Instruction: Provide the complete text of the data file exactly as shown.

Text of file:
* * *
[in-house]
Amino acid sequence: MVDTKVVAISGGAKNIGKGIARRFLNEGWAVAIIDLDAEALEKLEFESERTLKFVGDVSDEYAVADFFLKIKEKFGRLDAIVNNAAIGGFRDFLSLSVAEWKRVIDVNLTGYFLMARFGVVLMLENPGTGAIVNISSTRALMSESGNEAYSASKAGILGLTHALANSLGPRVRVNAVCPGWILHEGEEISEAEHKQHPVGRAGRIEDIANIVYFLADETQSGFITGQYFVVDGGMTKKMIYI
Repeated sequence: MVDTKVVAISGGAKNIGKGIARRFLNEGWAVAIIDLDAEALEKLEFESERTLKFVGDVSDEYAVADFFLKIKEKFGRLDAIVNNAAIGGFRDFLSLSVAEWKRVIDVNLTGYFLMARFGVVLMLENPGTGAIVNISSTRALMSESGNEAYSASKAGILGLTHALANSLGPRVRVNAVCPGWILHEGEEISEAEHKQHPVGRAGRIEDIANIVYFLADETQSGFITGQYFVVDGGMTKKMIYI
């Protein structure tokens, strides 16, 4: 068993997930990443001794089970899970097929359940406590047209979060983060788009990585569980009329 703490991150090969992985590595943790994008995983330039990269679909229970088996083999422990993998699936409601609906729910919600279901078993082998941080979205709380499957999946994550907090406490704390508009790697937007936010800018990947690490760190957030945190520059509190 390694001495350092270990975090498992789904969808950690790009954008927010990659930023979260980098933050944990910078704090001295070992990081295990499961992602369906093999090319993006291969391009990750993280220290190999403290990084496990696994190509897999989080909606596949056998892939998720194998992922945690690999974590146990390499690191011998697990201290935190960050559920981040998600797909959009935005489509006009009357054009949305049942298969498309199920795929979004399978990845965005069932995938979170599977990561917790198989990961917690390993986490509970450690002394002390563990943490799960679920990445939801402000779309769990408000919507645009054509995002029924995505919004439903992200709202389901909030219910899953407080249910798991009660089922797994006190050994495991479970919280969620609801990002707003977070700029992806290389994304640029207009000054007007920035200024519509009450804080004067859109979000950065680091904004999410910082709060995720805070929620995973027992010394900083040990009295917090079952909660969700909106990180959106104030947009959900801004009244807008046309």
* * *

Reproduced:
[in-house]
Amino acid sequence: MVDTKVVAISGGAKNIGKGIARRFLNEGWAVAIIDLDAEALEKLEFESERTLKFVGDVSDEYAVADFFLKIKEKFGRLDAIVNNAAIGGFRDFLSLSVAEWKRVIDVNLTGYFLMARFGVVLMLENPGTGAIVNISSTRALMSESGNEAYSASKAGILGLTHALANSLGPRVRVNAVCPGWILHEGEEISEAEHKQHPVGRAGRIEDIANIVYFLADETQSGFITGQYFVVDGGMTKKMIYI
Repeated sequence: MVDTKVVAISGGAKNIGKGIARRFLNEGWAVAIIDLDAEALEKLEFESERTLKFVGDVSDEYAVADFFLKIKEKFGRLDAIVNNAAIGGFRDFLSLSVAEWKRVIDVNLTGYFLMARFGVVLMLENPGTGAIVNISSTRALMSESGNEAYSASKAGILGLTHALANSLGPRVRVNAVCPGWILHEGEEISEAEHKQHPVGRAGRIEDIANIVYFLADETQSGFITGQYFVVDGGMTKKMIYI
């Protein structure tokens, strides 16, 4: 068993997930990443001794089970899970097929359940406590047209979060983060788009990585569980009329 703490991150090969992985590595943790994008995983330039990269679909229970088996083999422990993998699936409601609906729910919600279901078993082998941080979205709380499957999946994550907090406490704390508009790697937007936010800018990947690490760190957030945190520059509190 390694001495350092270990975090498992789904969808950690790009954008927010990659930023979260980098933050944990910078704090001295070992990081295990499961992602369906093999090319993006291969391009990750993280220290190999403290990084496990696994190509897999989080909606596949056998892939998720194998992922945690690999974590146990390499690191011998697990201290935190960050559920981040998600797909959009935005489509006009009357054009949305049942298969498309199920795929979004399978990845965005069932995938979170599977990561917790198989990961917690390993986490509970450690002394002390563990943490799960679920990445939801402000779309769990408000919507645009054509995002029924995505919004439903992200709202389901909030219910899953407080249910798991009660089922797994006190050994495991479970919280969620609801990002707003977070700029992806290389994304640029207009000054007007920035200024519509009450804080004067859109979000950065680091904004999410910082709060995720805070929620995973027992010394900083040990009295917090079952909660969700909106990180959106104030947009959900801004009244807008046309």